BMI of 25 – 27: This zone may be fine if you are physically active. You likely have lots of muscle mass and may be overweight but not overly fat. However, a BMI over 25 may be associated with health problems for inactive people. This client will need to consult with a doctor.
BMI of 27 – 29.9: This is a health risk zone and is associated with increased risk of heart disease, high blood pressure and diabetes. At this point diet, nutrition and exercise must be implemented.
BMI > 30: This is obesity. Clients must be provided with a program of balanced eating, supplements, regular exercise and reduction of stress.
Sheldon’s BMI was 25.5, putting him between 25 and 29.9. Although he is only 0.5 over, this still falls within the overweight range. Being overweight increases your risk for heart disease, diabetes and other serious health problems. I was not concerned about Sheldon being overweight, but I was concerned that he would be under stress from the workouts ahead and was on a tight time schedule to get ready for Argentina. Within the first week of treatment, I had discussed the Mediterranean food plan with Sheldon to promote healing and increase strength.
Table 1: Risks of cardiovascular disease relative to body mass index and waist circumference3
|Body Mass Index (BMI)
Men = 102 cm (40 inches)
Women = 88 cm (35 inches)
Men > 102 cm (40 inches)
Women > 88 cm (35 inches)
|Underweight = <18.5
|Normal weight = 18.5-24.9
|Overweight = 25-29.9
|Obese = 30-34.9
||Very High Risk
|Obese = 35-39.9
||Very High Risk
||Very High Risk
|Extremely obese = 40+
||Extremely High Risk
||Extremely High Risk
The BMI ranges are based on the relationship between body weight and disease and death.4 Overweight and obese individuals are at increased risk for many diseases and health conditions, including hypertension, coronary heart disease, stroke, type 2 diabetes, gallbladder disease, osteoarthritis, sleep apnea and respiratory problems, some cancers (endometrial, breast and colon), and dyslipidemia (high LDL cholesterol, low HDL cholesterol or high levels of triglycerides).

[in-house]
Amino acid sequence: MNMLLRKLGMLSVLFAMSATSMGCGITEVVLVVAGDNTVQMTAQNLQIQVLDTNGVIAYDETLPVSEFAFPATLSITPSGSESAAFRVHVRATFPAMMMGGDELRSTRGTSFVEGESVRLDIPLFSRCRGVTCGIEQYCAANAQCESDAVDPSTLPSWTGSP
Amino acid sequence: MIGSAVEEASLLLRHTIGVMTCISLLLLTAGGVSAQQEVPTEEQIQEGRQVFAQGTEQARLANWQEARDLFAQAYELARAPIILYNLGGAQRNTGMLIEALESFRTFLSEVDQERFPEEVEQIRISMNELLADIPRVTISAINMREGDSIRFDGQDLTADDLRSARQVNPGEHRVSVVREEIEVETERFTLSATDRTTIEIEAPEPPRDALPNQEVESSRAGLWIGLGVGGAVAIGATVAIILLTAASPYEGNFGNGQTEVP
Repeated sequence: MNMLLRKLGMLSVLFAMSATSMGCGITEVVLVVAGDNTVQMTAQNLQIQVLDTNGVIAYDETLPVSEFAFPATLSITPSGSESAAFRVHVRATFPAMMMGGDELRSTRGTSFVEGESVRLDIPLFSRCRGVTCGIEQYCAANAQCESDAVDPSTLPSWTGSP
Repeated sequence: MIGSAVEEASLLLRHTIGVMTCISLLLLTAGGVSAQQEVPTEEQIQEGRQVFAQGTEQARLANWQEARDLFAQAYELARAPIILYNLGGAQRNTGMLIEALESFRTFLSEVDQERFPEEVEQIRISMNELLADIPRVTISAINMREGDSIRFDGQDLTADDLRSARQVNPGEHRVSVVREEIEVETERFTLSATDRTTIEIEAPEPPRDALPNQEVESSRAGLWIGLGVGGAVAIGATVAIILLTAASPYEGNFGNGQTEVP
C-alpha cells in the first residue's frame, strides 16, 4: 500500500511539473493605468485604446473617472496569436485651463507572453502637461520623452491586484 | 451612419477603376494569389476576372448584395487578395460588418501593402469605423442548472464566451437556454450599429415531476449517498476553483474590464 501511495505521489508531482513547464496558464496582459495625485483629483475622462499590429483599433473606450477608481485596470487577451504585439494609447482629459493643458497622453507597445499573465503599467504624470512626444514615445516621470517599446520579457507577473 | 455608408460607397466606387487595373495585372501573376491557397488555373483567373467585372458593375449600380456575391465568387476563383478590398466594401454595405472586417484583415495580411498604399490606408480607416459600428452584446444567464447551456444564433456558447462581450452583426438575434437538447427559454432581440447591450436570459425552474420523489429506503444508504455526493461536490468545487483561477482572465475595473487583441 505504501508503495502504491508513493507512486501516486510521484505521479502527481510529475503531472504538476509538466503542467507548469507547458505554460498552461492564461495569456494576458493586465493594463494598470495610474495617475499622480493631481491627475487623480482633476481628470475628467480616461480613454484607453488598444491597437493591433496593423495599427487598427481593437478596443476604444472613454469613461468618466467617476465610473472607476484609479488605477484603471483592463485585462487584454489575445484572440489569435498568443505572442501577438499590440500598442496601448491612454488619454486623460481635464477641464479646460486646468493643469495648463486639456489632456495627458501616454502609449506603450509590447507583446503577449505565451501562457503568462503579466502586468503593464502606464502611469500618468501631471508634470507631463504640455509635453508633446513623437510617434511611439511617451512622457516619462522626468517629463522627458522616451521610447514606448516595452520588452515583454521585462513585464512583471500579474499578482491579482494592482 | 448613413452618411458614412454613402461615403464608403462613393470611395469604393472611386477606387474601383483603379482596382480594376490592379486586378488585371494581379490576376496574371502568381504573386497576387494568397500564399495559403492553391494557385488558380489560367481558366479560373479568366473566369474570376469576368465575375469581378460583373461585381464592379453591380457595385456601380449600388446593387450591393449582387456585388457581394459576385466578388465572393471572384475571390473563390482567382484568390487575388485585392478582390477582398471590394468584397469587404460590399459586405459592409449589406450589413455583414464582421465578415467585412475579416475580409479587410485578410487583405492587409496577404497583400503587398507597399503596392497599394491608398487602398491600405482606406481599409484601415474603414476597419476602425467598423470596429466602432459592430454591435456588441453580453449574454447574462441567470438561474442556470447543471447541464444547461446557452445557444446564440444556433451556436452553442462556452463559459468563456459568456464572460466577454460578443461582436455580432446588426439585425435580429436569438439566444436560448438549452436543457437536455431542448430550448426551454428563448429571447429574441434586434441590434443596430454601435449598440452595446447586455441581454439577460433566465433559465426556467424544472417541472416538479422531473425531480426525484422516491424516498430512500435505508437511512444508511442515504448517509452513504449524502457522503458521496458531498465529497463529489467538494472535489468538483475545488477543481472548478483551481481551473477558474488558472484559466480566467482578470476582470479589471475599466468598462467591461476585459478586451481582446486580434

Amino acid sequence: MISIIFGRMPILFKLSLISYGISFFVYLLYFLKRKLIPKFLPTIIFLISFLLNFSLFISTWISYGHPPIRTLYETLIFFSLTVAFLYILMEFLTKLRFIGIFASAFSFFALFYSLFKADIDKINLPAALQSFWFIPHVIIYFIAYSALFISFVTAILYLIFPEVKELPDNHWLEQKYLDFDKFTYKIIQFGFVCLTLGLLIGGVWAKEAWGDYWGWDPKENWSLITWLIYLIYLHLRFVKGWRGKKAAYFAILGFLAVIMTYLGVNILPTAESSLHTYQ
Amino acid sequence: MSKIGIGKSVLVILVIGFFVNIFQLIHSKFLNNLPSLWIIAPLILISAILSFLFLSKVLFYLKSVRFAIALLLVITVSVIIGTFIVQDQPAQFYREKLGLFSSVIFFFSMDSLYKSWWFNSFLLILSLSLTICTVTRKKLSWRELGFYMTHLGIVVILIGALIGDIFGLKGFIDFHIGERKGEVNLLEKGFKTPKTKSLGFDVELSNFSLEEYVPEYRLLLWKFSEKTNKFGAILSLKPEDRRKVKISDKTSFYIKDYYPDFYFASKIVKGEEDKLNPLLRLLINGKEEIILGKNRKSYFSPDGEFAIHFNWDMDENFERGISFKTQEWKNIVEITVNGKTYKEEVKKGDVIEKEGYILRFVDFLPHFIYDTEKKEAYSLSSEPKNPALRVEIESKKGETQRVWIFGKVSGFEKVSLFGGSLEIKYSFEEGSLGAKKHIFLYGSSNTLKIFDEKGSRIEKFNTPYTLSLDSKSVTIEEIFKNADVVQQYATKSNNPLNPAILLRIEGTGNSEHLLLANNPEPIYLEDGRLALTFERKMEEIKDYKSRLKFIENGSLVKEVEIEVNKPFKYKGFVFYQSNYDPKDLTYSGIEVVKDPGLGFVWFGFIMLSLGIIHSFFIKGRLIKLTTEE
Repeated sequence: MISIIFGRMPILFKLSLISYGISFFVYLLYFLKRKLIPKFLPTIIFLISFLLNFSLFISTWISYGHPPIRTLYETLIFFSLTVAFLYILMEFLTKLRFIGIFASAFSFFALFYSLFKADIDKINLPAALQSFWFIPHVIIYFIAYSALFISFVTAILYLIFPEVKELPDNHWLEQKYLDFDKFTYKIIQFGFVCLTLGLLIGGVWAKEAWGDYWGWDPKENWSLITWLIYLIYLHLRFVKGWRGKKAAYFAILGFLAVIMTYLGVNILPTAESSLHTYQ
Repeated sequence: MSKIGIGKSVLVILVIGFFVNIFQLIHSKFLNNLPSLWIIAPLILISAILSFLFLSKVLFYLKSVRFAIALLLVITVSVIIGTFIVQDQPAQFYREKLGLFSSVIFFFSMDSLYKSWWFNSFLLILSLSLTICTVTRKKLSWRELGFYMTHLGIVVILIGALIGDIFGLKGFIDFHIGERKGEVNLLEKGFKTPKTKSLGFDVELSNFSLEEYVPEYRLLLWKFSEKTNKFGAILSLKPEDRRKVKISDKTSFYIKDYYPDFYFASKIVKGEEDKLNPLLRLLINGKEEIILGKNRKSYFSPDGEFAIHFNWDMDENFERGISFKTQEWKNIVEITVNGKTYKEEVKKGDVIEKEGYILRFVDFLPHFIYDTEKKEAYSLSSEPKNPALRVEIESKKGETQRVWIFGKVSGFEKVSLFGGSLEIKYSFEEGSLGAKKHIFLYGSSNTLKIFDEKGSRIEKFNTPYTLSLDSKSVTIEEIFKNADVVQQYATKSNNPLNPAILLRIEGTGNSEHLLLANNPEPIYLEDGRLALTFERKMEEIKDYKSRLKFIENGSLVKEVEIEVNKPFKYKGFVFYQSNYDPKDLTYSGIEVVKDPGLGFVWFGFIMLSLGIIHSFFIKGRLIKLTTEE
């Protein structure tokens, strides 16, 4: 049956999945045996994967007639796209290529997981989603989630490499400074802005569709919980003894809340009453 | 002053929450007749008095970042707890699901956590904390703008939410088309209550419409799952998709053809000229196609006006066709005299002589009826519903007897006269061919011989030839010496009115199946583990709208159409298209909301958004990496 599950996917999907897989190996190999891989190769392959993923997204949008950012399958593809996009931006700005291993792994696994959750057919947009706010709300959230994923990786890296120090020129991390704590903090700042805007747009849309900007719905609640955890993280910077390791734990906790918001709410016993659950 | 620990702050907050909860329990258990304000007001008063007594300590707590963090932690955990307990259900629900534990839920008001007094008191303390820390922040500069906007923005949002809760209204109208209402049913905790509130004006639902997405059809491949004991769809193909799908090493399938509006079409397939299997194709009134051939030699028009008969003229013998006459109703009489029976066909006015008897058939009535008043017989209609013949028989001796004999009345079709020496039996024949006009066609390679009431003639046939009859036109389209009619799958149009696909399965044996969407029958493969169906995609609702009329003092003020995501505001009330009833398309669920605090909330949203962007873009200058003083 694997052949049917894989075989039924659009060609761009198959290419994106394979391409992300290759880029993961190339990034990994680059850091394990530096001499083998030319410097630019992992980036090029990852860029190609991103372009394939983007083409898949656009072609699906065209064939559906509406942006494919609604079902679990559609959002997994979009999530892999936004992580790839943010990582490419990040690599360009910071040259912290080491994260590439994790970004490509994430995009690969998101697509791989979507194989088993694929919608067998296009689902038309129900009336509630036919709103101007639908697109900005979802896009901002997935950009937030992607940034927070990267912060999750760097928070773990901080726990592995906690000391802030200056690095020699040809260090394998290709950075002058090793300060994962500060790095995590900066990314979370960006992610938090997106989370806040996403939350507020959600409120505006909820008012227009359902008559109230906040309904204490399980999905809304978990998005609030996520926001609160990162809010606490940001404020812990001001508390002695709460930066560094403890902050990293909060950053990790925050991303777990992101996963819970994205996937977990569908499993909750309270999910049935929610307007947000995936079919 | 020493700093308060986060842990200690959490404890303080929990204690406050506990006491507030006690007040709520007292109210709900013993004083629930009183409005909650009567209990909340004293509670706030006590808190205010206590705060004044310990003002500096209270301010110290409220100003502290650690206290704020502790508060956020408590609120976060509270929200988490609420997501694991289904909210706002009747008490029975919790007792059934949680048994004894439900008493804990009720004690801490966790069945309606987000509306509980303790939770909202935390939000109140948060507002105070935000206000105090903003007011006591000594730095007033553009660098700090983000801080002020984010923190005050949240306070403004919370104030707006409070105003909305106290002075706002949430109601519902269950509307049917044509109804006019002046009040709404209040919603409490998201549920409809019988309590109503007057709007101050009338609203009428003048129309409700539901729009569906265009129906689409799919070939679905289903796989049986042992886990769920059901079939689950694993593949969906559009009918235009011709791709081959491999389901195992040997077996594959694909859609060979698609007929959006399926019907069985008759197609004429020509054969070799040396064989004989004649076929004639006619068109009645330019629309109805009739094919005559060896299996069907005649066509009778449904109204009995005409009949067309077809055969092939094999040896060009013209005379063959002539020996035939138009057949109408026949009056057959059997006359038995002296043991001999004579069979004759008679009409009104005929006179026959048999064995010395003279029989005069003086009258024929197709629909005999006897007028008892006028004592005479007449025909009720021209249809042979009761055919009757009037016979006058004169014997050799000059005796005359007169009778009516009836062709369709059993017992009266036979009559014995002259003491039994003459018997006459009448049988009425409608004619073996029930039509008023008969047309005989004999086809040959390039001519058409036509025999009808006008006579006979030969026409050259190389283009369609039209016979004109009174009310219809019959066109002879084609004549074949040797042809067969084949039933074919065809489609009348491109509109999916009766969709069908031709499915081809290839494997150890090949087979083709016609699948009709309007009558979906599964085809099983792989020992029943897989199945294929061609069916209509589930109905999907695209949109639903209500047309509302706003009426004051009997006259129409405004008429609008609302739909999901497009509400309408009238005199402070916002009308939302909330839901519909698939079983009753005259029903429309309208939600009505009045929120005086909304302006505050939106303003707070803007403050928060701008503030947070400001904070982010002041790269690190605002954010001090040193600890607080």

There are three types of muscle: cardiac, visceral and skeletal muscle. The quantity of skeletal muscle is most affected by exercise, particularly by strength-training programs. By comparing the percentage of body fat mass and skeletal muscle mass in each body component, the level of fatness or obesity can be measured in a more proactive and exact manner. An essential part of my program is to teach my clients how to train and lift free weights. By teaching Sheldon corrective exercises and a free-weight training program, I expect his muscle mass to increase and the body fat to decrease.
We will follow Sheldon’s progress in part 2 of this series and look at metabolism and the benefits of interval training.
- Mei Z, Grummer-Strawn LM, Pietrobelli A, et al. Validity of body mass index compared with other body-composition screening indexes for the assessment of body fatness in children and adolescents. Am J Clin Nutr, 2002; 75(6):978-85.
- Garrow JS, Webster J. Quetelet’s index (W/H2) as a measure of fatness. Int J Obesity, 1985;9:147-53.
- Gallager DG, Heymsfield SB, Heo M, et al. Healthy percentage body fat ranges: an approach for developing guidelines based on body mass index. Am J Clin Nutr, 2000;72(3):694-701.
- Prentice AM, Jebb SA. Beyond body mass index. Obesity Rev, August 2001;2(3):141-7.
- Gallagher D, Visser M, Sepúlveda D, et al. How useful is BMI for comparison of body fatness across age, sex and ethnic groups? Am J Epidemiol, 1996;143(3):228-39.
- World Health Organization. Physical Status: The Use and Interpretation of Anthropometry. WHO Technical Report Series. Geneva: World Health Organization, 1995.
by Jeffrey H. Tucker, DC, DACRB